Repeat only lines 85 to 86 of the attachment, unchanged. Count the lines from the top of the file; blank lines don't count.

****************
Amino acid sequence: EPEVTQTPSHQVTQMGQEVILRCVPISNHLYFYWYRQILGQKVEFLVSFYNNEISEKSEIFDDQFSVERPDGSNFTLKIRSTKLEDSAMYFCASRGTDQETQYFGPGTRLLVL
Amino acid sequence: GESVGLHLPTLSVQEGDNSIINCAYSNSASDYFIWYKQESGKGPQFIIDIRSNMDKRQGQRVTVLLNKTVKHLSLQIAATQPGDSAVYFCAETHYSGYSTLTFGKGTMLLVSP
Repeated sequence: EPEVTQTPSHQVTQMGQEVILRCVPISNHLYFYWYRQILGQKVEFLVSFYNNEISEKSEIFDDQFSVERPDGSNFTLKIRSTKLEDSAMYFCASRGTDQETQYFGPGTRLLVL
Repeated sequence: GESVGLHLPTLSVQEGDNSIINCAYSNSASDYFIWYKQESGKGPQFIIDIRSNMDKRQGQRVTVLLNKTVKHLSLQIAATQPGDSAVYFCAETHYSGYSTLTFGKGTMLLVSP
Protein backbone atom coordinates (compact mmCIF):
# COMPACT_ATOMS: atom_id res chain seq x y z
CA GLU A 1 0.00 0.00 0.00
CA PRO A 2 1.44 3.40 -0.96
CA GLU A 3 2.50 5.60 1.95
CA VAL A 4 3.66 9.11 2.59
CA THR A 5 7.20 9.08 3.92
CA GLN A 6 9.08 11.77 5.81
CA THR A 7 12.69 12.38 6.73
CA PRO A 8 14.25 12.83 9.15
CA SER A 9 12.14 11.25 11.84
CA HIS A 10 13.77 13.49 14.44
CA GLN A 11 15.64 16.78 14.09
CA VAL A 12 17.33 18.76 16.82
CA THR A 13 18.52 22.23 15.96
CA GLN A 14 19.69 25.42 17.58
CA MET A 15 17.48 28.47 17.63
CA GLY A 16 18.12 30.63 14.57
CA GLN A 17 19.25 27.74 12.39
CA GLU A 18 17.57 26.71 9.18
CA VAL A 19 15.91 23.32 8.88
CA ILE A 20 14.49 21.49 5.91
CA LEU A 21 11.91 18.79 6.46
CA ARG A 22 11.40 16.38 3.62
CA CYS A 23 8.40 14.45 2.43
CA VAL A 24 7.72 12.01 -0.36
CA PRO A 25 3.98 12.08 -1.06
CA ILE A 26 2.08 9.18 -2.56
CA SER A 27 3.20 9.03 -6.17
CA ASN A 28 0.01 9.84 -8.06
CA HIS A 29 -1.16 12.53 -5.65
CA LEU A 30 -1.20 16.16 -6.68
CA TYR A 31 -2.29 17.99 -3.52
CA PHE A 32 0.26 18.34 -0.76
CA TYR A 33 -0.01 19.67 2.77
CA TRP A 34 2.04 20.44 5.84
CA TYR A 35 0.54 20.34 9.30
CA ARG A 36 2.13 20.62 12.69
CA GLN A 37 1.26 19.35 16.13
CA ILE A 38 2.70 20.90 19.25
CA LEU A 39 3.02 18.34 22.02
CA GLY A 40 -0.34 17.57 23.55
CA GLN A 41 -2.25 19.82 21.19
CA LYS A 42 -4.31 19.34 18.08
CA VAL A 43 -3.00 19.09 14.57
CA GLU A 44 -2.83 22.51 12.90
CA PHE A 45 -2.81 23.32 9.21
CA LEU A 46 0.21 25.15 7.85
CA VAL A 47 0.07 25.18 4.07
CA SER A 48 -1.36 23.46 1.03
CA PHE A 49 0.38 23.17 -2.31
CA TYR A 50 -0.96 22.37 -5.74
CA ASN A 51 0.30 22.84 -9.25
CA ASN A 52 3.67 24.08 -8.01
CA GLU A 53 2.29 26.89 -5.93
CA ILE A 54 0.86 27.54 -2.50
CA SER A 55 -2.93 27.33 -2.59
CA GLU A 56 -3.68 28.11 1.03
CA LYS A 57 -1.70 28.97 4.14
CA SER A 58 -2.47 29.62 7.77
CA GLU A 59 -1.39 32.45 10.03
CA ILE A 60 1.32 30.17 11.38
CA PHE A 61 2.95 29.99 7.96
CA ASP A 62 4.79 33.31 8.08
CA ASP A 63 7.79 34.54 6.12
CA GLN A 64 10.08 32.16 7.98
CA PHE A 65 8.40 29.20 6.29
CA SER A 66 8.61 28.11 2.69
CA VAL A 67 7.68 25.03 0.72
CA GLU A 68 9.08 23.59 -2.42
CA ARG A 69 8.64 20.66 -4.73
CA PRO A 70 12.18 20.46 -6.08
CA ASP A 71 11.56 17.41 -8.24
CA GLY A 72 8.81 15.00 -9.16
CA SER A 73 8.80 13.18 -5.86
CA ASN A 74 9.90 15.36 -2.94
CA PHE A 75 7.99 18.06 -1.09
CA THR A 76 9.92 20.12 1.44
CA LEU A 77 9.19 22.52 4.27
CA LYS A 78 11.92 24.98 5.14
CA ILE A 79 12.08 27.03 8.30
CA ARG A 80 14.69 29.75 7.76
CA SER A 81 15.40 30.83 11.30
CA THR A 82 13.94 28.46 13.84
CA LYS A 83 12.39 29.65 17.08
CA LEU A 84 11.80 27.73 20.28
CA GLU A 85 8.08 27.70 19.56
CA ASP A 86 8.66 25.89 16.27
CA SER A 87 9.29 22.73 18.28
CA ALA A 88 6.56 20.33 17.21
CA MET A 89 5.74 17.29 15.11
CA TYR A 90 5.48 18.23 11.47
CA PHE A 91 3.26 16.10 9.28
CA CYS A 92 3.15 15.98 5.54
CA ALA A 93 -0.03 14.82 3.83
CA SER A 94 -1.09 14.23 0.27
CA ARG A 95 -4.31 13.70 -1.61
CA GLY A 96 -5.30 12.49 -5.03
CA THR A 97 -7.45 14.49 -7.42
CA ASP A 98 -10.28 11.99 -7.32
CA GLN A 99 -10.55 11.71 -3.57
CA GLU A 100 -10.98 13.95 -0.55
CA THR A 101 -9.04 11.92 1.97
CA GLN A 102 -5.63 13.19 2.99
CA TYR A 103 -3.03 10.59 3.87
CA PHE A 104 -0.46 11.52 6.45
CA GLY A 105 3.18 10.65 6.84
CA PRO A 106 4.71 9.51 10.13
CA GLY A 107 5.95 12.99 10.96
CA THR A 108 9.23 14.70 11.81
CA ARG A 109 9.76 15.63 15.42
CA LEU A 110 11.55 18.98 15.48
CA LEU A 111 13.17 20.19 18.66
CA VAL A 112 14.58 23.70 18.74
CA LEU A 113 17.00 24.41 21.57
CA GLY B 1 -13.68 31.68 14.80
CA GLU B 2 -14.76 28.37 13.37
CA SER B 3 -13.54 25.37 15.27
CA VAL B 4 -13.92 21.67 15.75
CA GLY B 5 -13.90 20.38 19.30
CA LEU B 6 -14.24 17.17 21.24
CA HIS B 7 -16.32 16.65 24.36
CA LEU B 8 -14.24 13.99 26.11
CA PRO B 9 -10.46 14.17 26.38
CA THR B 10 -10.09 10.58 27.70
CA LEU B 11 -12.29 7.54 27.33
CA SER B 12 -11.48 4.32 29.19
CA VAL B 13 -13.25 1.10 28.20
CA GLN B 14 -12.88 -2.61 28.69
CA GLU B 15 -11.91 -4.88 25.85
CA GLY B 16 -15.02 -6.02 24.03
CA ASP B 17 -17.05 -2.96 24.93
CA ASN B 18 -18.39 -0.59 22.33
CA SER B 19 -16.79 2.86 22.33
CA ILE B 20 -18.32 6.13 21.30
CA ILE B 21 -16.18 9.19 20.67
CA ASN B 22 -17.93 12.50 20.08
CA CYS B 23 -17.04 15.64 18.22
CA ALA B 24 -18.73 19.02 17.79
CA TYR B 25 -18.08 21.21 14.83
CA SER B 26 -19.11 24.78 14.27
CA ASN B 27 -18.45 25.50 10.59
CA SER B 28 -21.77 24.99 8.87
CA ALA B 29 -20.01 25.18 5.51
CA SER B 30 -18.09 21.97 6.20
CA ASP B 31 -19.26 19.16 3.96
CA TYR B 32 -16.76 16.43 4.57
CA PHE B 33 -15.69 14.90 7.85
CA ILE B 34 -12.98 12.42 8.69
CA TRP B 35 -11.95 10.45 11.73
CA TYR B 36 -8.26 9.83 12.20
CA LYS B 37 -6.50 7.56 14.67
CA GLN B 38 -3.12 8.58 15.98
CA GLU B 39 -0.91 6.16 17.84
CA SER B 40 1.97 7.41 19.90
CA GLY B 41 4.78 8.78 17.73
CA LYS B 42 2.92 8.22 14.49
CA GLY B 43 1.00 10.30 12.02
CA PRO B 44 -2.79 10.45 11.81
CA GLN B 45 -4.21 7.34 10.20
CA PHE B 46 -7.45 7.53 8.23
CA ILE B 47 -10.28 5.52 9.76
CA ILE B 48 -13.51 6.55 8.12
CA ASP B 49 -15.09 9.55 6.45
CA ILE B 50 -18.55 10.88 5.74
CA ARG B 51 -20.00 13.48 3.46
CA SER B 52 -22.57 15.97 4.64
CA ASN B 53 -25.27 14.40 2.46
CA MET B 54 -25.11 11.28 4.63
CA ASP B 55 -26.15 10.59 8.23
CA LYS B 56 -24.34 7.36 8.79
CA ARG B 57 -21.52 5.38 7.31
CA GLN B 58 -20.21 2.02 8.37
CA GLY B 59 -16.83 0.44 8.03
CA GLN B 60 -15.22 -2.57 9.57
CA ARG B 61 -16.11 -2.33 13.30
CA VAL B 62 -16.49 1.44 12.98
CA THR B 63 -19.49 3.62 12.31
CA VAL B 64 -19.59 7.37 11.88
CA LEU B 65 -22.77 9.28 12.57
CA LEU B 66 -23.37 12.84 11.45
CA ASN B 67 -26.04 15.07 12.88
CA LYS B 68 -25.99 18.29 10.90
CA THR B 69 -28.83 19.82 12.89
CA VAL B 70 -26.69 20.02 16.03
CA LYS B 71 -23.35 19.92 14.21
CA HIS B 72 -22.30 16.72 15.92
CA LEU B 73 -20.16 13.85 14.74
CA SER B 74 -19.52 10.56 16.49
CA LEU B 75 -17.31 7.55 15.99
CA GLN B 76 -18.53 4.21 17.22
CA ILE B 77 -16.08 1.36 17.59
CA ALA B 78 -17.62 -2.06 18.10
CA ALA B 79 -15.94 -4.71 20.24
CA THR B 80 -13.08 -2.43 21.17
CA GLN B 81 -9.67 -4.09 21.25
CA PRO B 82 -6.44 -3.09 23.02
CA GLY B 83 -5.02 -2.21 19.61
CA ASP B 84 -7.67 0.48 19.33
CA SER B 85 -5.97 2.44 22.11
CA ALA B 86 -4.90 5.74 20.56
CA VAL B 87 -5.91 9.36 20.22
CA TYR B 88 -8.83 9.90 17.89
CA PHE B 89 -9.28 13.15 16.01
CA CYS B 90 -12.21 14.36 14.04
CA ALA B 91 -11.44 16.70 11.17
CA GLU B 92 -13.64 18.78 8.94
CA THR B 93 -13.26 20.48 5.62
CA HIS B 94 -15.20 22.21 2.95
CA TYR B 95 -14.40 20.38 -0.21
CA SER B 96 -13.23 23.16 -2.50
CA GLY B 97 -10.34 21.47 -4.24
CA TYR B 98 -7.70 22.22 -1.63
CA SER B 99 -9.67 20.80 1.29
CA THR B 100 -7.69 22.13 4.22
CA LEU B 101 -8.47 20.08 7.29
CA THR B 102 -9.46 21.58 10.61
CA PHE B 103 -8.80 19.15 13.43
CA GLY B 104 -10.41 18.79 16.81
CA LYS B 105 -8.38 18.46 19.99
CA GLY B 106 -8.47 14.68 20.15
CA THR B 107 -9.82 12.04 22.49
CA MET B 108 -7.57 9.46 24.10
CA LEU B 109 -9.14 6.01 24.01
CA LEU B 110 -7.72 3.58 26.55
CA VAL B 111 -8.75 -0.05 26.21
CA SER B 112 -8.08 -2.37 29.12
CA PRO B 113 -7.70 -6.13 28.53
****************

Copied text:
CA ILE A 79 12.08 27.03 8.30
CA ARG A 80 14.69 29.75 7.76